Faith WoodAs a dog lover, there’s no doubt in my mind that having a dog brings many upsides. How can I not live happily waking up to a smiley face and wagging tail? Or come home from a long trip to the crying excitement of a pup that likely thought he might never see me again. That kind of complete unconditional love evaporates even the darkest of moods.

Science tells us that dogs keep us active, de-stressed and loved. I couldn’t agree more.

A few years ago, I was looking for a companion for our 12-year-old German shepherd. I was hunting for a dog with quiet energy that would not cause too much upset since Kodiak had always been an only dog. Bentley, a golden retriever, was the sleepiest puppy in the litter. He simply crawled over to me, lay against my leg and promptly napped. I spent three hours sitting on the floor getting to know this tiny golden fur ball before making the decision to adopt him. He was perfect!

When I brought him into the house, my husband was a bit miffed, partly because I hadn’t really discussed this big decision with him and partly because he was looking forward to more freedom as the kids were heading out of the house. But I didn’t want to live in a home that didn’t have room for a four-legged friend (or two).

Bentley was hard not to fall in love with and it didn’t take long before my husband was teaching the new retriever the art of retrieving. Little did he know this would become a compulsive activity for him throughout Bentley’s life.

We took our puppy to the lake house that first summer and our son taught him to cannon ball off the dock into the water. We laughed so hard as Bentley tucked his little paws under his belly and launched off the dock into the water. Every summer, Bentley could be found on the water’s edge, never tiring of chasing that ball – the further he must swim for it, the better.

And what about the connection between the golden and the shepherd?

After a few weeks of deep sighing and expressions that appeared to say, “What did I ever do to you?” Bentley stole Kodiak’s heart as well. Two years later, when Kodiak passed away, Bentley grieved tremendously and even lost interest in the ball.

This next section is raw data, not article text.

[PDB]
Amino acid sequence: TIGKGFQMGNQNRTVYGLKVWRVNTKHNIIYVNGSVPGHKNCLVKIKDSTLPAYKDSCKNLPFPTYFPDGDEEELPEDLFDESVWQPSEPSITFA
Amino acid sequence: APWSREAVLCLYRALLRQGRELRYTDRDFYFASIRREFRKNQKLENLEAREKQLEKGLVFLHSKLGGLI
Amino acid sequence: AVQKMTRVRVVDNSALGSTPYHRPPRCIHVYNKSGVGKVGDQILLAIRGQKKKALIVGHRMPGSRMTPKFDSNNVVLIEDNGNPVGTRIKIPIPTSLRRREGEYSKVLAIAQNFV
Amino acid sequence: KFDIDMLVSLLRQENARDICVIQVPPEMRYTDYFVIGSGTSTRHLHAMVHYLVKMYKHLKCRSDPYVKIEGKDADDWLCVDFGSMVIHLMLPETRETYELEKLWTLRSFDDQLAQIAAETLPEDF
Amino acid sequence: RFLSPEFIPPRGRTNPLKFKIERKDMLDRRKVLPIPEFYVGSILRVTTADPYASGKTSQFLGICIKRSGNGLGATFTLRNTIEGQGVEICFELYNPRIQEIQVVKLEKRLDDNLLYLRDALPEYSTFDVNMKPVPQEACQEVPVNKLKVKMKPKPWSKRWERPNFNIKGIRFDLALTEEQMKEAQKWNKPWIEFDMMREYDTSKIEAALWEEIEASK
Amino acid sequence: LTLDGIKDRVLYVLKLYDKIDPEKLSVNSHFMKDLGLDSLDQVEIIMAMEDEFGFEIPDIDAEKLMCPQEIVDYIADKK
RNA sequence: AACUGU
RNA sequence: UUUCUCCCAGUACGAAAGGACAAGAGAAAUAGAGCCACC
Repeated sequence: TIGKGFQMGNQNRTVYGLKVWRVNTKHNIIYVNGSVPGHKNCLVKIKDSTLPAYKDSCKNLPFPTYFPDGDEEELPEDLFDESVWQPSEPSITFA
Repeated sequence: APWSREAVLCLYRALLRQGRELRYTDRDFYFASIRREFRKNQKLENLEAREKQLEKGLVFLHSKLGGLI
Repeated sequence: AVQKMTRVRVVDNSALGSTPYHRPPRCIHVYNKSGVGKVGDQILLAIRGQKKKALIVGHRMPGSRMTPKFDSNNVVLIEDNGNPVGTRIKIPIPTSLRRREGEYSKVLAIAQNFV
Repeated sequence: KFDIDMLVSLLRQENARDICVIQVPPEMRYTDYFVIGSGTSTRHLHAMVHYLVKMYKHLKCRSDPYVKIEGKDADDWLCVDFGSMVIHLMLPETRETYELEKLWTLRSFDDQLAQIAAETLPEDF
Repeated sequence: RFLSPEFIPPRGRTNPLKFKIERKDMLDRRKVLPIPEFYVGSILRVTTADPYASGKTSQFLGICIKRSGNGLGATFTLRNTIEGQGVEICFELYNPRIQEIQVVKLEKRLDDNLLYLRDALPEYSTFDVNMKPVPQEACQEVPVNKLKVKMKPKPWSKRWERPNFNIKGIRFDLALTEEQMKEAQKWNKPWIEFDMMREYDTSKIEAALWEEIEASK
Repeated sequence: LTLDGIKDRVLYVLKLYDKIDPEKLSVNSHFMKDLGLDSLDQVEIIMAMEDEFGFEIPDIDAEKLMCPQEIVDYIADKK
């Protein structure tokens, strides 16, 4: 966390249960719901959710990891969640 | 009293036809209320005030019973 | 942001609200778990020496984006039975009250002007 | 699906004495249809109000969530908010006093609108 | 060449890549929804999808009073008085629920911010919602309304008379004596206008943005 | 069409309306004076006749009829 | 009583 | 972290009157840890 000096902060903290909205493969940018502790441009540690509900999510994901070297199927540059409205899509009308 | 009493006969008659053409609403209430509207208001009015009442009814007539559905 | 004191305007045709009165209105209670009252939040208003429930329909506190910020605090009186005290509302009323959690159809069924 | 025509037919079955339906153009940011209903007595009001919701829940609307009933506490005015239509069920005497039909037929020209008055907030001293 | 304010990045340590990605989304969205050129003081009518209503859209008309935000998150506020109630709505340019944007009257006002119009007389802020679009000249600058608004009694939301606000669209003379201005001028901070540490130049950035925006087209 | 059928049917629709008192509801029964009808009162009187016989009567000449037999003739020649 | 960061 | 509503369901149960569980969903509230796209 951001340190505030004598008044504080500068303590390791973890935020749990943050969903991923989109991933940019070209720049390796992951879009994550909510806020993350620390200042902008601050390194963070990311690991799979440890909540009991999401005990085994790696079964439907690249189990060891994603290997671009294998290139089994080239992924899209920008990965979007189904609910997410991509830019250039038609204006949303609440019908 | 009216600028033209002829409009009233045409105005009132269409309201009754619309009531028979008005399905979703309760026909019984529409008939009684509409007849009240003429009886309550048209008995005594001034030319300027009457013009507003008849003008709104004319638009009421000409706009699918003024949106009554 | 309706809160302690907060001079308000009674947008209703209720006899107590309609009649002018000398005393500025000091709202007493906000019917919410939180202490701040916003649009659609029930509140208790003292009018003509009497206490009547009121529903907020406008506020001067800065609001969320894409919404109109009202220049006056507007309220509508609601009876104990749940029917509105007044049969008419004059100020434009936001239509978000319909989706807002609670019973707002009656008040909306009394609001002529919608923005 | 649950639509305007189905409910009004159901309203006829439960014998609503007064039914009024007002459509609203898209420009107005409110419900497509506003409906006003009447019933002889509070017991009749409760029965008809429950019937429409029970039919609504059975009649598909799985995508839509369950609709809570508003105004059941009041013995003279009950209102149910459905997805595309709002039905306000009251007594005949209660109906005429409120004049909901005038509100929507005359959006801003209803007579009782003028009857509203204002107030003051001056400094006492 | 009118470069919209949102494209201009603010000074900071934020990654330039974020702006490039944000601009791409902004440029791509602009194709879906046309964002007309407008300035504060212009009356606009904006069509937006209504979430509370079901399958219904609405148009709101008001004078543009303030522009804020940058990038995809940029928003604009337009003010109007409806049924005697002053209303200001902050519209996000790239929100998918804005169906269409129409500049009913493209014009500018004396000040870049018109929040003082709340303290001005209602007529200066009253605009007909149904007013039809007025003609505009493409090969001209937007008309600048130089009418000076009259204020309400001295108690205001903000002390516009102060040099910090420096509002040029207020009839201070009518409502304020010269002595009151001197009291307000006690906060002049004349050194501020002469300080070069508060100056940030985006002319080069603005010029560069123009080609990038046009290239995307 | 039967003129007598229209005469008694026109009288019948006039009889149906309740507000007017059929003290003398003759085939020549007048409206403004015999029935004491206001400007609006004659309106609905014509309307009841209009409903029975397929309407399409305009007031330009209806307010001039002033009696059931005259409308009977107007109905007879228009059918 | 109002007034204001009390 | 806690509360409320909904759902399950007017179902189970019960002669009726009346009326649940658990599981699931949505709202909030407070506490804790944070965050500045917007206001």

We happened across another golden that needed a loving home and so Maddy came to live with us. Over the years, these two goldens became inseparable. Maddy carried the stuffed toys and Bentley always had a ball in his mouth searching for someone to throw it for him.

When we moved into our new community, the neighbours started to get to know us through the dogs. A bit like children, dogs seem to make it easier for folks to chat with one another. Our kids are grown and the dogs keep me from becoming a work-aholic while I explore all the trails outside our home.

But it’s never easy to say goodbye to a friend or family member, including furry ones.

One day, we noticed a fast-growing mass on Bentley’s chest wall. We decided to have the lump removed in the hopes he would gain a few more years of quality life. Sadly, despite all our efforts, the cancer came back with a vengeance and doubled in size over 24 hours. Time was running out and we soon had to make the decision to end the suffering.

Losing a loved one hurts, of course, but it also serves as a sign that we have truly loved. We focused on how wonderful it was to share this amazing life with Bentley. When the day arrived, Kodiak was waiting on the other side.

It bears repeating a phrase often heard at such times: it doesn’t matter how old our friends get, they’re still missed when they’re gone.

Troy Media columnist Faith Wood is a novelist and professional speaker who focuses on helping groups and individuals navigate conflict, shift perceptions and improve communications. 

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